What Do Zyuganov and Trotsky Have in Common? "Market Socialism" Yesterday and Today

V. Shapinov

Introduction

We present here the translation from the original Russian of an excellent article by Shapinov. This article was published in 2004 in one of the organs of the Russian Communist Workers Party (RCWP). The article is a polemic against the national-chauvinistic positions of the Communist Party of the Russian Federation (CPRF) which consistently stands for the capitalist path of development in Russia. The CPRF, as many others in modern Russia, dwells on the successes of the Soviet past, such as industrialization, collectivization, the victory over fascist Germany and capitalizes on the nostalgic sentiments prevalent among vast layers of Russian toiling masses with regards to the might of the Soviet state. While the CPRF tantalizes many in Russia with their superficial support to the victory of socialist construction in the Soviet Union, they identify themselves with the theories of the so-called market socialism and, as such, they stand against socialization of the means of production or of private property in the conditions of today’s Russia. As a result, the CPRF stands against socialist transformation altogether, notwithstanding their positive appraisal of the Soviet past. In all fairness, the CPRF’s position is inherently self-consistent, as the theory of market socialism has proven time and again to be anti­socialist and reformist to its core. It is here where the value of the article lies, in that the author eloquently links up the theories of market socialism with capitalist restoration and reformism. In successfully establishing that link the author takes it further to expose Trotsky’s views with regards to socialist construction in general and in the Soviet Union in particular. The author does not only correctly characterize Trotsky’s economic views in the historical context but also successfully demonstrates that Trotskyism, despite its “leftist” phraseology, is a form of revisionism that the CPRF strongly overlaps with. To the extent that Trotskyism is a form of right- wing revisionism and opportunism in the Soviet historical context, the CPRF is rendered its natural heir.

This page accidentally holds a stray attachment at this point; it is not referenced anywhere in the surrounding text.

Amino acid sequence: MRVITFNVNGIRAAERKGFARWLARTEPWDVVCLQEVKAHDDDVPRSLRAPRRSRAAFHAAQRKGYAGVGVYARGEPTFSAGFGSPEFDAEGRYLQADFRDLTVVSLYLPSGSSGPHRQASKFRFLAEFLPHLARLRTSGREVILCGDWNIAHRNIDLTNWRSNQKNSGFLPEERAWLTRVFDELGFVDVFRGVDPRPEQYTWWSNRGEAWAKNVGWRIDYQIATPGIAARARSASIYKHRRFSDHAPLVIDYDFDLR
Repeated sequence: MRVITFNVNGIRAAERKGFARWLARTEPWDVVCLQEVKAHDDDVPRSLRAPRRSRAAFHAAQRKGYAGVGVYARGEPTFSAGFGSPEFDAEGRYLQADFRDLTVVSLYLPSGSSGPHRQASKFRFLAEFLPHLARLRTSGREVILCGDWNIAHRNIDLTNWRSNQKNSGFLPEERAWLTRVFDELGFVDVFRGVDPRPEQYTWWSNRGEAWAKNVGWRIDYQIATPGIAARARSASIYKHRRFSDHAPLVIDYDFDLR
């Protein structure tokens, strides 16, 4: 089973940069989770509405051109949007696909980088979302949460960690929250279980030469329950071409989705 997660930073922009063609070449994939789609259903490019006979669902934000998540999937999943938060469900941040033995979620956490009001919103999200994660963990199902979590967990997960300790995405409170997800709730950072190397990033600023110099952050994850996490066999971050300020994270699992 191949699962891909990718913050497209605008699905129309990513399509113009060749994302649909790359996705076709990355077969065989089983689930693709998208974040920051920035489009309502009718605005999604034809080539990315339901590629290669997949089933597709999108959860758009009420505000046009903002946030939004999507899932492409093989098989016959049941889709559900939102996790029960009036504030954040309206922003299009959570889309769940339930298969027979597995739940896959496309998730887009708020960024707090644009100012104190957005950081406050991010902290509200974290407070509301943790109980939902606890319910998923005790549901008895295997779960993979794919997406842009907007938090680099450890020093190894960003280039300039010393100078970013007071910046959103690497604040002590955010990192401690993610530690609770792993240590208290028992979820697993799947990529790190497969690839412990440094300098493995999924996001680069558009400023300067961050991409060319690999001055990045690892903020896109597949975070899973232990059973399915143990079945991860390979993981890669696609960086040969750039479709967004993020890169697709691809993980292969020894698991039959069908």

Shapinov points to the fact that Trotsky’s economic views are derivative and superficial, as they emanate from other revisionist thinkers. Indeed, Trotsky is a talented publicist but he can hardly be regarded as a theorist of political economy. He certainly does not deserve to be compared with Bogdanov, Bukharin, Preobrazhenski and others in terms of the depth of their economic thought. Shapinov gives a rundown of Trotsky’s views on socialist construction in the Soviet Union with emphasis on an analysis of his article the “Soviet Economy in Danger”. Published in 1932, when the success of the first five-year plan and large-scale collectivization became apparent, Trotsky reverts to the postulates of the Bukharin-Rykov right-wing opposition: slowing down of industrialization, preservation of capitalist elements in the economy, especially in the countryside, expansion of commodity-money relations, diminishing the role of the socialist plan and the opening up to foreign goods and investment. These tenets come straight from the playbook of right-wing revisionist traditions, which are chiefly responsible for the restoration of capitalism in the Soviet Union. Trotsky’s right-wing recipes for the Soviet Economy are underpinned by the postulates of the theory of equilibrium. The theory of equilibrium is a bourgeois conception that is expanded on by Bogdanov in Russia and was taken up as a methodology by Bukharin in his works in political economy. The theory of equilibrium in practice tries to demonstrate that the law of value and commodity-money relations are forms of exchange that operate in socialism, hence, Trotsky’s assertion that “the plan is checked and, to a considerable degree, realized through the market.” In Trotsky’s views the market is indispensible in socialism to curb disproportions and to restore the state of equilibrium that is natural to any economic process. These views were not invented by Trotsky.

Shapinov logically concludes that Trotsky’s views on socialist construction have been misrepresented as a left alternative to Stalin’s. Much to the contrary, the author elegantly dissects Trotsky’s superficiality by exposing its lack of originality and how it overlaps with right-wing, pro-capitalist opportunism.